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teen hundred years, to go no further, by a chain of historical evidence as strong and uninterrupted as the most skeptical can demand. And the earliest notices we have of them are not as of books then first published, just appearing, but of works even then extensively received and copiously quoted. A great portion of the literature that existed ages ago, bears incidental evidence not only to the existence, but to the influence of these writings. So abundant are the quotations from them in the works of early Christian writers, that it has been said that if they had been lost in their present forms, they might have been restored from the writings of the Fathers. At the commencement of the fourth century, Christianity was the religion of the Roman Emperor. The Gospels must have had an existence antecedent to this event, the conversion of Constantine. Now, if we know that so long ago these books were extensively read, quoted, and venerated, the conclusion is inevitable that they were in existence years and years before. To have won their way into so wide a circulation to have become possessed of so large a space and so weighty an authority, when no art of printing was known, and the means of intercourse and communication were so imperfect, must have been a work of time. So that the Christian records must have been old, even when we find the first notices of them in early writings.

Assuming the antiquity of these writings, without further remark, I proceed to the proposed examination of their style and contents, upon the principle, that from every written composition, we may infer, more or less confidently, the character and credibility of its author. Every narrative, by the manner in which it is put together, enables us to form some conception of the intelligence, the amount of information, the spirit and the



particular motives and prepossessions of the individual from whom it has proceeded. So that every history is unconsciously and unavoidably a history of its author. It is a virtual account of his mind and character, a representation of his moral and intellectual lineaments, of his qualifications for the work he has produced, of his claims to be believed,-in fine, of the source whence the history has emanated; whether it be the offspring of Truth, of Imposture, or of Delusion. It is true the motives which a writer professes, the sentiments he expresses, may not be his real motives and sentiments. Still Affectation is one species of Falsehood, and, as such, though it may not be as readily, yet is it as truly distinguishable from Truth as any other form of error. To different writings these remarks apply with different degrees of force. A work may be so brief, so general and so obscure, as to afford us but a very dim idea of the spirit of the writer. I hope, however, to make it appear that the books now to be examined are, to a remarkable extent, precisely of the kind which furnish the most copious and satisfactory manifestations of the spirit and aim of their authors. Indeed, I venture to assert, that if we had authentic and minute biographies of the writers of the four Gospels, we should still have the most decisive illustrations of their characters in the style and structure of the Gospels themselves. We should still see in these their works, the strongest evidence that they were eye and ear-witnesses of the things they record-men of good sense and sound hearts, possessing excellent powers and opportunities of observation, and inspired, to an uncommon degree, by that singlemindedness upon which we always delight to repose our most cordial confidence.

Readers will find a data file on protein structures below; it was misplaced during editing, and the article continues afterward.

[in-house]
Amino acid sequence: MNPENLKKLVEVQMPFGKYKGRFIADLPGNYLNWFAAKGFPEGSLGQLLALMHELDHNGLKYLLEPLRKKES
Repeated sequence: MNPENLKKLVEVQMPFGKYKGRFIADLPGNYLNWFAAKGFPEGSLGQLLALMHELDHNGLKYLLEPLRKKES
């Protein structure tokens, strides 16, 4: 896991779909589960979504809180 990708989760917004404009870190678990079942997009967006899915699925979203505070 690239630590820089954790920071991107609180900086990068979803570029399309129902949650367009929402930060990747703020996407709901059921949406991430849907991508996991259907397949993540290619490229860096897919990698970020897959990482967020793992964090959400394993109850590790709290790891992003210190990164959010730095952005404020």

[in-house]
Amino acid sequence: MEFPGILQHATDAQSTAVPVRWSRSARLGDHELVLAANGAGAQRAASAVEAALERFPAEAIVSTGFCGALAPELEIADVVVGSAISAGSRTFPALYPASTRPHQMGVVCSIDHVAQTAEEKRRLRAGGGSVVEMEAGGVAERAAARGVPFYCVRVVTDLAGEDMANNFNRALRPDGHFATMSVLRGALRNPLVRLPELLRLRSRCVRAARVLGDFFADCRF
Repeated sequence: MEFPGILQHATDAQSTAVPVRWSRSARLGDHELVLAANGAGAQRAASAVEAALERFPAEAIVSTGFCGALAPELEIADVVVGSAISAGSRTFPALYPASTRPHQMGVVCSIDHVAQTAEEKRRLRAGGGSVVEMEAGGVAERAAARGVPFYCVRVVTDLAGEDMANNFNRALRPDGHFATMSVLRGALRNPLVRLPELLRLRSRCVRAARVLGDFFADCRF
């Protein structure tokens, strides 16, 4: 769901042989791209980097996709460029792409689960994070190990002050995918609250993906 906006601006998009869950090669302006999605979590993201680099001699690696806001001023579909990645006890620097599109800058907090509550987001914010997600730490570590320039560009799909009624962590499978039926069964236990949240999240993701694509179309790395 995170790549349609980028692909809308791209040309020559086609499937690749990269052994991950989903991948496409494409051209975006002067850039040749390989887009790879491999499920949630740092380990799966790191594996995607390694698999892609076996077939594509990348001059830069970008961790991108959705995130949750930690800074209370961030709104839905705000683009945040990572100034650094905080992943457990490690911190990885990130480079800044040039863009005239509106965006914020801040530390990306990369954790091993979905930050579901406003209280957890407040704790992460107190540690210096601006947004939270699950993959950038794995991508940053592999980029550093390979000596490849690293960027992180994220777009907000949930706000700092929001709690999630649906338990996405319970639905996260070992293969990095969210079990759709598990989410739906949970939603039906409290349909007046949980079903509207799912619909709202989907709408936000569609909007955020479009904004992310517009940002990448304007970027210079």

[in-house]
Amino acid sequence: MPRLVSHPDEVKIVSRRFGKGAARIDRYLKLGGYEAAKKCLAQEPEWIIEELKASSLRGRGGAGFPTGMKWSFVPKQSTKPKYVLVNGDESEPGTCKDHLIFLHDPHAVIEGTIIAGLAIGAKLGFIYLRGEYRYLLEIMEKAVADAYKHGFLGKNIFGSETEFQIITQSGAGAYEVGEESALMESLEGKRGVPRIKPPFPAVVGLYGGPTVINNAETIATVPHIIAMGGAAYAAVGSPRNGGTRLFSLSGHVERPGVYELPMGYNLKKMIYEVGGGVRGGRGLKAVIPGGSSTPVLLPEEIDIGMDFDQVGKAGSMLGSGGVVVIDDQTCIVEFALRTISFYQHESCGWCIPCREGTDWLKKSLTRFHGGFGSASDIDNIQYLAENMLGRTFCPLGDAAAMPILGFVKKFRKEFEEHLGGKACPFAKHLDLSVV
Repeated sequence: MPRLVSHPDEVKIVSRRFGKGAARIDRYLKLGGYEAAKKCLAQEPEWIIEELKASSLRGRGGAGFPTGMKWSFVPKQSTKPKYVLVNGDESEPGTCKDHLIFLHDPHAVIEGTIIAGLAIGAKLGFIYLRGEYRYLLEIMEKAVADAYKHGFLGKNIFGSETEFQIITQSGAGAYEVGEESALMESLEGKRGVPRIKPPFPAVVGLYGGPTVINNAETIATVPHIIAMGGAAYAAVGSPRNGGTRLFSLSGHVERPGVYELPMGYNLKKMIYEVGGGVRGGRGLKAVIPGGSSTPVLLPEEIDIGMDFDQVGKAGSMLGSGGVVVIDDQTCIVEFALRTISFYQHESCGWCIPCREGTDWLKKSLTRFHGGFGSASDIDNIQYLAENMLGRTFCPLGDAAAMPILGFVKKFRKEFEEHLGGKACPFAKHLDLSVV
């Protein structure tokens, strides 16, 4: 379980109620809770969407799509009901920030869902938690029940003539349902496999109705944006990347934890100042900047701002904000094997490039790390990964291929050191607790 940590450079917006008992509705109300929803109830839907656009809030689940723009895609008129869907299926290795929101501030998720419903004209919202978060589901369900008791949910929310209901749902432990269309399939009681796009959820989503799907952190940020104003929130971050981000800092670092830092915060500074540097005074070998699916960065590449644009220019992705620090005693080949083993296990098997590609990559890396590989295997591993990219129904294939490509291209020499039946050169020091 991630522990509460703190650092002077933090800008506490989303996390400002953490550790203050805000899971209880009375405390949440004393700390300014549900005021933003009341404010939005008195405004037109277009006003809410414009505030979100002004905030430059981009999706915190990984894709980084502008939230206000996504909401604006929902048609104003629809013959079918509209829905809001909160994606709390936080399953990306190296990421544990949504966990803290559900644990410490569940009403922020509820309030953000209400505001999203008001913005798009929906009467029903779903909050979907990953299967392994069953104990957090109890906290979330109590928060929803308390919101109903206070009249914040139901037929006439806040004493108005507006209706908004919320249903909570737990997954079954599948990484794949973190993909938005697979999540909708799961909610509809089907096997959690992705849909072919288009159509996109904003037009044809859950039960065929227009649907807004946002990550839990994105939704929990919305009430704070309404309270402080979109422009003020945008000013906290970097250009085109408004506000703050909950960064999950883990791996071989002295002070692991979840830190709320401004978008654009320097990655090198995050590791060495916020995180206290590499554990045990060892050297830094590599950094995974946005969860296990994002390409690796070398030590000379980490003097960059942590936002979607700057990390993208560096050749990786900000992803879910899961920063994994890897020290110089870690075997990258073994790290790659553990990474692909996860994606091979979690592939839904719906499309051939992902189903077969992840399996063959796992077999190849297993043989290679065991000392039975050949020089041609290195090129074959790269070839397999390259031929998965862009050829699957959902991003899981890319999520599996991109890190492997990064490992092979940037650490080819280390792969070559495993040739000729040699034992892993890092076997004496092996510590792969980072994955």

"The Scripture is no one summary of doctrines regularly digested, in which a man could not mistake his way; it is a most venerable, but most multifarious collection of the records of the divine economy, a collection of an infinite variety of Cosmogony, Theology, History, Prophecy, Psalmody, Morality, Apologue, Allegory, Legislation, Ethics, carried though different books, by different authors, at different ages, for different ends and purposes. "It is necessary to sort out what is intended for example, what only as narrative.


BURKE-Speech on the Acts of Uniformity.

In looking over the four Gospels, the first and most obvious feature that strikes us is their Historical character.